# Existence of unique solutions to a first order ODE on this interval

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• thidmir

#### thidmir

TL;DR Summary
I am trying to find if there is a way to prove the existence and uniqueness of a solution
to a first order ODE on an interval including infinity.
I am trying to find a way to prove that a certain first order ode has a unique
solution on the interval (1,infinity). Usually the way to do this is to show that
if x' = f(t,x) (derivative with respect to t), then f(t,x) and the partial derivative with respect to f are continuous.
However, this would show that a solution exists only on an interval inside (1,infinity).
Is there any way to show that a solution exists on the entire interval?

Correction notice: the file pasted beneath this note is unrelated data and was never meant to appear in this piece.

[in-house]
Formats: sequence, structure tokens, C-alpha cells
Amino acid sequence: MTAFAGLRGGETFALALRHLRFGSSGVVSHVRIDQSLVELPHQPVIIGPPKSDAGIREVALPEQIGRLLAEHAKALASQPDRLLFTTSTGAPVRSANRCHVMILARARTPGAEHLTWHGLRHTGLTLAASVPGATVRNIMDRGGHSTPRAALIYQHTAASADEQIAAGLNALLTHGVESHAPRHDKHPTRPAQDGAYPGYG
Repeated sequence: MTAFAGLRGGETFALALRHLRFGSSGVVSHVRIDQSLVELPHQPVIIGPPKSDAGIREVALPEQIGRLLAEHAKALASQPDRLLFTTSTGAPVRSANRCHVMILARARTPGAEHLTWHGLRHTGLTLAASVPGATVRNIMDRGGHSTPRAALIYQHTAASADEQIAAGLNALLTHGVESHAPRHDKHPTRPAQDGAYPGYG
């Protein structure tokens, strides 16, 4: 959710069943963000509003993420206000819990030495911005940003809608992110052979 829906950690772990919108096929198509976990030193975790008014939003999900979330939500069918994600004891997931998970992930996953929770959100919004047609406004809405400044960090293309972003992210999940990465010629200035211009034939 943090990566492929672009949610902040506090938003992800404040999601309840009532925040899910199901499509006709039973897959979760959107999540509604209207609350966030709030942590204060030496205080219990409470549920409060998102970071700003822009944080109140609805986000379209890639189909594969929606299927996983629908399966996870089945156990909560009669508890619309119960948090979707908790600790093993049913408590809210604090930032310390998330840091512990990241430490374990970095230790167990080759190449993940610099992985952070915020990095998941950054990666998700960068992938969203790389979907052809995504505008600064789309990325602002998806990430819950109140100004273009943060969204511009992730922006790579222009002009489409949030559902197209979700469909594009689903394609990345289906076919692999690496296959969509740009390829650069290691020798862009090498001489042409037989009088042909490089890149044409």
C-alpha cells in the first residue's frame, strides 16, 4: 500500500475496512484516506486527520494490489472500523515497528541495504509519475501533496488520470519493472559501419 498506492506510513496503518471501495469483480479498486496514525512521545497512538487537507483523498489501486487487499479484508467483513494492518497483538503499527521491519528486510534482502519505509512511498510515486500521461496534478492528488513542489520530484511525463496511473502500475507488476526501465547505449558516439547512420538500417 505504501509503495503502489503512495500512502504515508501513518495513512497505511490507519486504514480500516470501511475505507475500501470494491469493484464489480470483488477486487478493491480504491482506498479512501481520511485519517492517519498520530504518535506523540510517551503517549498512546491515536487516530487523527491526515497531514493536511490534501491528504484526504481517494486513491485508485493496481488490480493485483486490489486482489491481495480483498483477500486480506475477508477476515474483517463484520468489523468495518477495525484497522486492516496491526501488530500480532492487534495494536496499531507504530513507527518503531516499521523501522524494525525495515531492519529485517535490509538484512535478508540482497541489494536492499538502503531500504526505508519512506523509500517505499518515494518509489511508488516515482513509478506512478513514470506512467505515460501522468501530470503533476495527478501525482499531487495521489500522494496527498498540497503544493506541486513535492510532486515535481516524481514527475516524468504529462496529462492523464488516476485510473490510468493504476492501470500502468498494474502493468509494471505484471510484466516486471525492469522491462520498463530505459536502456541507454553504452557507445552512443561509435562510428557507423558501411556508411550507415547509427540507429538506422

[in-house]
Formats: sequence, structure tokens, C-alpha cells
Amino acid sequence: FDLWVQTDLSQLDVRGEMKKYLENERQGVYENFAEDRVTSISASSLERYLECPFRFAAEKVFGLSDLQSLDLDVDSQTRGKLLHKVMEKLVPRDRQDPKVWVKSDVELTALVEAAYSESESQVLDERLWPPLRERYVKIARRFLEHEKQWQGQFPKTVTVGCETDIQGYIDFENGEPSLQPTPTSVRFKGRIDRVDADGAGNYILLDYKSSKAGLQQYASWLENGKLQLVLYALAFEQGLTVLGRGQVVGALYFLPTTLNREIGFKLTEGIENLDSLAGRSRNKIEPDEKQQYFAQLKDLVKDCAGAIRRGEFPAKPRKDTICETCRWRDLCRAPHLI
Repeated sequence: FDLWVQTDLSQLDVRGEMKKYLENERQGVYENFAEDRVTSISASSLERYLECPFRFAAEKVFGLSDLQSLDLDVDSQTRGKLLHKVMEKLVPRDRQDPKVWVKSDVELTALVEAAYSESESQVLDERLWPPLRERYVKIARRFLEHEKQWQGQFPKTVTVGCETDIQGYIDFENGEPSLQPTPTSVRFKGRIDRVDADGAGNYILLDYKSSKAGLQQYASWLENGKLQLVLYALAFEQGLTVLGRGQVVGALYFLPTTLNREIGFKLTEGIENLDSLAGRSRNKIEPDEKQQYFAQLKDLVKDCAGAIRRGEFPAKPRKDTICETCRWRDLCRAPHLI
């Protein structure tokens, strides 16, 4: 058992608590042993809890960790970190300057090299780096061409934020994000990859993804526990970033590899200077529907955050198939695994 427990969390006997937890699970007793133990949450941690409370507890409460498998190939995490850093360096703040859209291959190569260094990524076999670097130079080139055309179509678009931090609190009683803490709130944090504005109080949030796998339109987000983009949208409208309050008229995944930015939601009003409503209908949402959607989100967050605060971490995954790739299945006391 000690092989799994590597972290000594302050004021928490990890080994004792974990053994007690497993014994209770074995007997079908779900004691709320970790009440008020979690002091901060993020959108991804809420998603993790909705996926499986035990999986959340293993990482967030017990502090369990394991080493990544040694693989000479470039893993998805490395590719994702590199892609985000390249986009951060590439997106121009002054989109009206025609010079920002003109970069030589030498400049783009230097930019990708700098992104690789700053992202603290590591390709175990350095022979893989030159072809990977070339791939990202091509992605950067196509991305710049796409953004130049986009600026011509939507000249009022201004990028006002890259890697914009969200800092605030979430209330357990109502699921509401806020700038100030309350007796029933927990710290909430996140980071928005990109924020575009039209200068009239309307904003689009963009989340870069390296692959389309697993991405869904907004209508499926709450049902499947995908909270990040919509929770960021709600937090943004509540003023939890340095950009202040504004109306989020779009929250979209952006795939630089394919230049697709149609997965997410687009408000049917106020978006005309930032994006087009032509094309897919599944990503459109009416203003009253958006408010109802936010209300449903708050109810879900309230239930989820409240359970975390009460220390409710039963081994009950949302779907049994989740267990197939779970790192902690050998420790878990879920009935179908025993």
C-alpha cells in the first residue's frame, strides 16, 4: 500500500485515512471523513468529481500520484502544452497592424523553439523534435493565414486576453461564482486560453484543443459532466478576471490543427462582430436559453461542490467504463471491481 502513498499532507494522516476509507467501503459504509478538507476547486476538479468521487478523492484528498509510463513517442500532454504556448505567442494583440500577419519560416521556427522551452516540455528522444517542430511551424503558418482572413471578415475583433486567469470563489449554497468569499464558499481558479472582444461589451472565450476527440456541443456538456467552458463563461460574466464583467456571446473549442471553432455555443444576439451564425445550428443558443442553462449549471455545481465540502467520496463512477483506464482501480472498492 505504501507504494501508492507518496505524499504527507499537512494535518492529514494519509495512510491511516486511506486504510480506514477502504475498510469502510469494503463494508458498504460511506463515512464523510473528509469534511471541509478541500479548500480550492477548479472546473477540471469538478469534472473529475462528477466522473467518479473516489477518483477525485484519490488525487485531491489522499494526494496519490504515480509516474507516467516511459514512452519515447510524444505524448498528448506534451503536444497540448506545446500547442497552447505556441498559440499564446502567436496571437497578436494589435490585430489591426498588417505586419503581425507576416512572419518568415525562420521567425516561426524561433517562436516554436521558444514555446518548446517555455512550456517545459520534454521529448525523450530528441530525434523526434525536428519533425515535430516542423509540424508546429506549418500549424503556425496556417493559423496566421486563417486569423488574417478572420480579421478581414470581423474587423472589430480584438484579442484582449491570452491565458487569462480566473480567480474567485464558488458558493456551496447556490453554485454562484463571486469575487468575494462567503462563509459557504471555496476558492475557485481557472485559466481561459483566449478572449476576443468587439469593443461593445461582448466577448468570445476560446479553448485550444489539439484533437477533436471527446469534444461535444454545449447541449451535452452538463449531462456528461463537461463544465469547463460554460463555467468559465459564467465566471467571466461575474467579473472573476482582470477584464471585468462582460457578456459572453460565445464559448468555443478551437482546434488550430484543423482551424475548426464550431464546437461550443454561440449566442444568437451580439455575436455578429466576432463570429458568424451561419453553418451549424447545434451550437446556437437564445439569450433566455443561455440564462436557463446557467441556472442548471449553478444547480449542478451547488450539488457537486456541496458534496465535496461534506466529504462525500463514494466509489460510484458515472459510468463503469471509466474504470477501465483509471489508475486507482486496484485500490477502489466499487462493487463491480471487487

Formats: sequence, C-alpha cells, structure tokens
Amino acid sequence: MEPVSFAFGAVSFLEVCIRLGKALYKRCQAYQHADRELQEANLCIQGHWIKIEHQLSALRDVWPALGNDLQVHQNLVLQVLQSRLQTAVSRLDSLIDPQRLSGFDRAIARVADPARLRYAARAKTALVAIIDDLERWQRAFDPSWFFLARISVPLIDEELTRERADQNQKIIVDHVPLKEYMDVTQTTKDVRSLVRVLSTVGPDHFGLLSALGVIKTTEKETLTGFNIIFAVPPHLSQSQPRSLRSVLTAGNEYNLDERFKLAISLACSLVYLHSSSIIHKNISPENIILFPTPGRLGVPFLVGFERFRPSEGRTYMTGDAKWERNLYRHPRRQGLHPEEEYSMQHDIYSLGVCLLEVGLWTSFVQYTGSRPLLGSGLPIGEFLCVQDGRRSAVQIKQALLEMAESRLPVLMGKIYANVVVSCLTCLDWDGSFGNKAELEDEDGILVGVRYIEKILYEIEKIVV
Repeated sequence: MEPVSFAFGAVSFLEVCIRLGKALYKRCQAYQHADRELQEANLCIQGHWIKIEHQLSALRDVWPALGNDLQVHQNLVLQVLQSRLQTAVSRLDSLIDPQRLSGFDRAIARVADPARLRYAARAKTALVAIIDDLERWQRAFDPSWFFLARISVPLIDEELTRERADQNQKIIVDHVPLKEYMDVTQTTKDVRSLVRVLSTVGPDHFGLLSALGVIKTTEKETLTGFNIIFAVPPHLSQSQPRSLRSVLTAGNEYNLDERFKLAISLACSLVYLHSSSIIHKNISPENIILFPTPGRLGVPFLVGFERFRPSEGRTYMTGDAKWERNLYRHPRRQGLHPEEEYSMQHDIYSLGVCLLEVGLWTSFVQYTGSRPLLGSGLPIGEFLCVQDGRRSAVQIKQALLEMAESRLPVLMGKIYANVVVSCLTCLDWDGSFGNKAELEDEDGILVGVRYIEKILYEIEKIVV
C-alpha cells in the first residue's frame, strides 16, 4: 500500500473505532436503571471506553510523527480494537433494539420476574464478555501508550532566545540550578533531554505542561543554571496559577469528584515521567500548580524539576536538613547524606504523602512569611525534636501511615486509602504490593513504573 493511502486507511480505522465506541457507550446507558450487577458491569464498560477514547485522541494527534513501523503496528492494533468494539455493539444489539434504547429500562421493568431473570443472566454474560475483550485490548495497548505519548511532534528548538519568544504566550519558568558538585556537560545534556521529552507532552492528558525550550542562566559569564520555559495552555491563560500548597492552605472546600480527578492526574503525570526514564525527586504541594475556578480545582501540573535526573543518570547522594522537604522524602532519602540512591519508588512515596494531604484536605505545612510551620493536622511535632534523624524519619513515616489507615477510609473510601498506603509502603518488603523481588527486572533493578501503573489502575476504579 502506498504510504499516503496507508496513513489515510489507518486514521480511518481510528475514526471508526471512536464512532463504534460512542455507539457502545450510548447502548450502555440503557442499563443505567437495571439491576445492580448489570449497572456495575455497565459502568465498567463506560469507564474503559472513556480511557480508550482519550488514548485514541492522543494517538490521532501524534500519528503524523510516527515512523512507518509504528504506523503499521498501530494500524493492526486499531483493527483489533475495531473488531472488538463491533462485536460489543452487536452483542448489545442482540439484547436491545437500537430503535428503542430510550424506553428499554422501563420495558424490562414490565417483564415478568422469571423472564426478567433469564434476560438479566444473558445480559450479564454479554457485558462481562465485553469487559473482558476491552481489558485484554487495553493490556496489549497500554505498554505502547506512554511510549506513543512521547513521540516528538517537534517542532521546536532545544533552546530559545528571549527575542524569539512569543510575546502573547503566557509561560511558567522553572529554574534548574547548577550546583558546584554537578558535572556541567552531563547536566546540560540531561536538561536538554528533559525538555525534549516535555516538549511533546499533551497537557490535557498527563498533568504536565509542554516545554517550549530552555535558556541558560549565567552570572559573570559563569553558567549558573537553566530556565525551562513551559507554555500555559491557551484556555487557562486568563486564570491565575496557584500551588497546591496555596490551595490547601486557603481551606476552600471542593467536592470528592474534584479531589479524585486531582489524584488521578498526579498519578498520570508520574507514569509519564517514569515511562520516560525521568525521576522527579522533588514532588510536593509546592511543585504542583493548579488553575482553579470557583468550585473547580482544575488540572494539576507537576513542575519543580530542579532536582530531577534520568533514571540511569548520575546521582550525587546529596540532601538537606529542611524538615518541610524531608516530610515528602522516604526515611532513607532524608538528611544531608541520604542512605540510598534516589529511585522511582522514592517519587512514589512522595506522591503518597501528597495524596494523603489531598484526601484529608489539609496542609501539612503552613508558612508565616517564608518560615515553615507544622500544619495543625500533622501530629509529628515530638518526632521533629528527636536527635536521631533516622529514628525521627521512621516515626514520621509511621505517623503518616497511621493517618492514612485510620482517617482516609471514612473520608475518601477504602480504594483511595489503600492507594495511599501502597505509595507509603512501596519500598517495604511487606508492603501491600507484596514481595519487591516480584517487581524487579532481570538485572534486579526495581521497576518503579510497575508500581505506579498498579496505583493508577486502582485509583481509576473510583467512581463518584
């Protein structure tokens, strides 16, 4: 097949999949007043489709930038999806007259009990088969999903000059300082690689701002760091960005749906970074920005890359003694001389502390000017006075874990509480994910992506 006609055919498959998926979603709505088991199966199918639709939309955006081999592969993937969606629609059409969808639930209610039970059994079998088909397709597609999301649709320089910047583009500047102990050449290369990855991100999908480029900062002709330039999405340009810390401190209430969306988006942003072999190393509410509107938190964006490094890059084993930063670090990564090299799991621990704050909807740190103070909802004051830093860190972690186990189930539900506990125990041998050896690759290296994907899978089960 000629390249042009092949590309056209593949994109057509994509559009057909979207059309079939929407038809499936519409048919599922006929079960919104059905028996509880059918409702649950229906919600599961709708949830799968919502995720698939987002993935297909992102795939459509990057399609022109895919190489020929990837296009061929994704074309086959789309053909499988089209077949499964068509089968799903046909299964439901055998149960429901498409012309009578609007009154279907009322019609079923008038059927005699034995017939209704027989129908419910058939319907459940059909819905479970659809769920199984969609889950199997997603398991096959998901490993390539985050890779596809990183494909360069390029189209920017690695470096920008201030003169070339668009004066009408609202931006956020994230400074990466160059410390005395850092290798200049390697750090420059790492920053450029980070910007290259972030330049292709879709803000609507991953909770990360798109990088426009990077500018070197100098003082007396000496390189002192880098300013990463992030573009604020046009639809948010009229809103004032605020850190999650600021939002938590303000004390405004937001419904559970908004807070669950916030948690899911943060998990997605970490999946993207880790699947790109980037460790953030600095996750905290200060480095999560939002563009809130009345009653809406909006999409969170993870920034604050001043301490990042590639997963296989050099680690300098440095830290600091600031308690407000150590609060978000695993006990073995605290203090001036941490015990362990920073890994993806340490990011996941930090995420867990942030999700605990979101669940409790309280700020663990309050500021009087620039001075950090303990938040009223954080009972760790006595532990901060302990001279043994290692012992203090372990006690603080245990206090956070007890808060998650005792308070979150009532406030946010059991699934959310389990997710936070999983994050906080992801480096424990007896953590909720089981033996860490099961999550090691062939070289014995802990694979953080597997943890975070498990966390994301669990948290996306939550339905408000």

In general a solution is not obliged to be defined for all ##t\ge 0##. For example $$\dot x=x^2,\quad x(0)=1$$
If in equation ##\dot x=f(t,x)## the function ##f## is such that $$|f(t,x)|\le c_1+c_2|x|,\quad (t,x)\in\mathbb{R}_+\times\mathbb{R}^m$$ then all the solutions to such a system are defined in ##[0,\infty)##. There are a lot of other different sufficient conditions for that

The following theorem is also useful.
Assume that $$f(t,x)\in C^1((t_1,t_2)\times D,\mathbb{R}^m)$$ where ##D\subset\mathbb{R}^m## is an open domain.

Assume also that $$|f(t,x)|\le c$$ for all ##(t,x)\in (t_1,t_2)\times D##.

Theorem. Let ##x(t)## be a solution to the following IVP
$$\dot x=f(t,x),\quad x(t_0)=x_0\in D,\quad t_0\in(t_1,t_2).$$ Assume that ##x(t)## is defined in ##[t_0,t^*),\quad t^*<t_2 ## and can not be extended longer than ##t^*##. Then the following limit exists
$$\lim_{t\to t^*-}x(t)=x^*$$ and $$x^*\notin D.$$

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